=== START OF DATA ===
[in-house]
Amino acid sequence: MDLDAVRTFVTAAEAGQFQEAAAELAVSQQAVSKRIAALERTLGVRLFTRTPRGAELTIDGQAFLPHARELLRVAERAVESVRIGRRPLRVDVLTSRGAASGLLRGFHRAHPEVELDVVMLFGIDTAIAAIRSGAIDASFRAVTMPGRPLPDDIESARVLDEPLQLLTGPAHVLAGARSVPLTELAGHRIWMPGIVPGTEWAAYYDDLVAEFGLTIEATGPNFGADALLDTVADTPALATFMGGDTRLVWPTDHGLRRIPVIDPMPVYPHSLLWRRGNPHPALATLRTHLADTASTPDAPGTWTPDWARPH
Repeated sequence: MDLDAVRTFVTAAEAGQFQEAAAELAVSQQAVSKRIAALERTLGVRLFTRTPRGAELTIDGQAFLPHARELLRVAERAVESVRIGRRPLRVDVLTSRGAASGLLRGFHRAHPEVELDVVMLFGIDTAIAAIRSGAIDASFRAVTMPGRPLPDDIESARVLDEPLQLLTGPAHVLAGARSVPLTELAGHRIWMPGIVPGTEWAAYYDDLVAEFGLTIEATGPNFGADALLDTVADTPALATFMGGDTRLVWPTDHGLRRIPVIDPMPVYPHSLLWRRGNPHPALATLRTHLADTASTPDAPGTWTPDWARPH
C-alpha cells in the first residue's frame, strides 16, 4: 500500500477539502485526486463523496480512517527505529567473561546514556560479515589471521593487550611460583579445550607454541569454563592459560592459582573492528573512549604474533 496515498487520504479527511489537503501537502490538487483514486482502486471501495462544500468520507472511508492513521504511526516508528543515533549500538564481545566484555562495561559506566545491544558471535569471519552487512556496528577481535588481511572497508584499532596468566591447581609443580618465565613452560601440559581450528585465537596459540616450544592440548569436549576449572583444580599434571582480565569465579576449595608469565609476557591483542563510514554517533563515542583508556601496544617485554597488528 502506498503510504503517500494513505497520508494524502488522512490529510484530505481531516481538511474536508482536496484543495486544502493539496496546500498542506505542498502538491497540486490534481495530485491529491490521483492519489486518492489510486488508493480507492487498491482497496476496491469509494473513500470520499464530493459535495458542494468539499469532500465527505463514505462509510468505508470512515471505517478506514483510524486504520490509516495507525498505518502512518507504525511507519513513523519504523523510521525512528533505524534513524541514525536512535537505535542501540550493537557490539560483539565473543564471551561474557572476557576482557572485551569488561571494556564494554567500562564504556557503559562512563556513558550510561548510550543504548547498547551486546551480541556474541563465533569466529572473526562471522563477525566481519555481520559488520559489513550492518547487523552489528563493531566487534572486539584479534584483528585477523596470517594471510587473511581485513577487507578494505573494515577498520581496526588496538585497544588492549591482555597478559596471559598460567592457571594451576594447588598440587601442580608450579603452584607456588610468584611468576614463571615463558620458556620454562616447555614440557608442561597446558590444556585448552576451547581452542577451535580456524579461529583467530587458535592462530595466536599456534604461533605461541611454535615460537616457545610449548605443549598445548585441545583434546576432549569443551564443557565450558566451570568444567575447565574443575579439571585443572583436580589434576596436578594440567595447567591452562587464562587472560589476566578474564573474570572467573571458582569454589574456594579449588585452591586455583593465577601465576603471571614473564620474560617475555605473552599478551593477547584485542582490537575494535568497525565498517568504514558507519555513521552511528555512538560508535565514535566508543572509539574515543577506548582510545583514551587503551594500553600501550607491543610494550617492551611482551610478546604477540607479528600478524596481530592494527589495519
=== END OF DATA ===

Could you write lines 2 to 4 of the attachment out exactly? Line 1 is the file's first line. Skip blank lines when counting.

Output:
Amino acid sequence: MDLDAVRTFVTAAEAGQFQEAAAELAVSQQAVSKRIAALERTLGVRLFTRTPRGAELTIDGQAFLPHARELLRVAERAVESVRIGRRPLRVDVLTSRGAASGLLRGFHRAHPEVELDVVMLFGIDTAIAAIRSGAIDASFRAVTMPGRPLPDDIESARVLDEPLQLLTGPAHVLAGARSVPLTELAGHRIWMPGIVPGTEWAAYYDDLVAEFGLTIEATGPNFGADALLDTVADTPALATFMGGDTRLVWPTDHGLRRIPVIDPMPVYPHSLLWRRGNPHPALATLRTHLADTASTPDAPGTWTPDWARPH
Repeated sequence: MDLDAVRTFVTAAEAGQFQEAAAELAVSQQAVSKRIAALERTLGVRLFTRTPRGAELTIDGQAFLPHARELLRVAERAVESVRIGRRPLRVDVLTSRGAASGLLRGFHRAHPEVELDVVMLFGIDTAIAAIRSGAIDASFRAVTMPGRPLPDDIESARVLDEPLQLLTGPAHVLAGARSVPLTELAGHRIWMPGIVPGTEWAAYYDDLVAEFGLTIEATGPNFGADALLDTVADTPALATFMGGDTRLVWPTDHGLRRIPVIDPMPVYPHSLLWRRGNPHPALATLRTHLADTASTPDAPGTWTPDWARPH
C-alpha cells in the first residue's frame, strides 16, 4: 500500500477539502485526486463523496480512517527505529567473561546514556560479515589471521593487550611460583579445550607454541569454563592459560592459582573492528573512549604474533 496515498487520504479527511489537503501537502490538487483514486482502486471501495462544500468520507472511508492513521504511526516508528543515533549500538564481545566484555562495561559506566545491544558471535569471519552487512556496528577481535588481511572497508584499532596468566591447581609443580618465565613452560601440559581450528585465537596459540616450544592440548569436549576449572583444580599434571582480565569465579576449595608469565609476557591483542563510514554517533563515542583508556601496544617485554597488528 502506498503510504503517500494513505497520508494524502488522512490529510484530505481531516481538511474536508482536496484543495486544502493539496496546500498542506505542498502538491497540486490534481495530485491529491490521483492519489486518492489510486488508493480507492487498491482497496476496491469509494473513500470520499464530493459535495458542494468539499469532500465527505463514505462509510468505508470512515471505517478506514483510524486504520490509516495507525498505518502512518507504525511507519513513523519504523523510521525512528533505524534513524541514525536512535537505535542501540550493537557490539560483539565473543564471551561474557572476557576482557572485551569488561571494556564494554567500562564504556557503559562512563556513558550510561548510550543504548547498547551486546551480541556474541563465533569466529572473526562471522563477525566481519555481520559488520559489513550492518547487523552489528563493531566487534572486539584479534584483528585477523596470517594471510587473511581485513577487507578494505573494515577498520581496526588496538585497544588492549591482555597478559596471559598460567592457571594451576594447588598440587601442580608450579603452584607456588610468584611468576614463571615463558620458556620454562616447555614440557608442561597446558590444556585448552576451547581452542577451535580456524579461529583467530587458535592462530595466536599456534604461533605461541611454535615460537616457545610449548605443549598445548585441545583434546576432549569443551564443557565450558566451570568444567575447565574443575579439571585443572583436580589434576596436578594440567595447567591452562587464562587472560589476566578474564573474570572467573571458582569454589574456594579449588585452591586455583593465577601465576603471571614473564620474560617475555605473552599478551593477547584485542582490537575494535568497525565498517568504514558507519555513521552511528555512538560508535565514535566508543572509539574515543577506548582510545583514551587503551594500553600501550607491543610494550617492551611482551610478546604477540607479528600478524596481530592494527589495519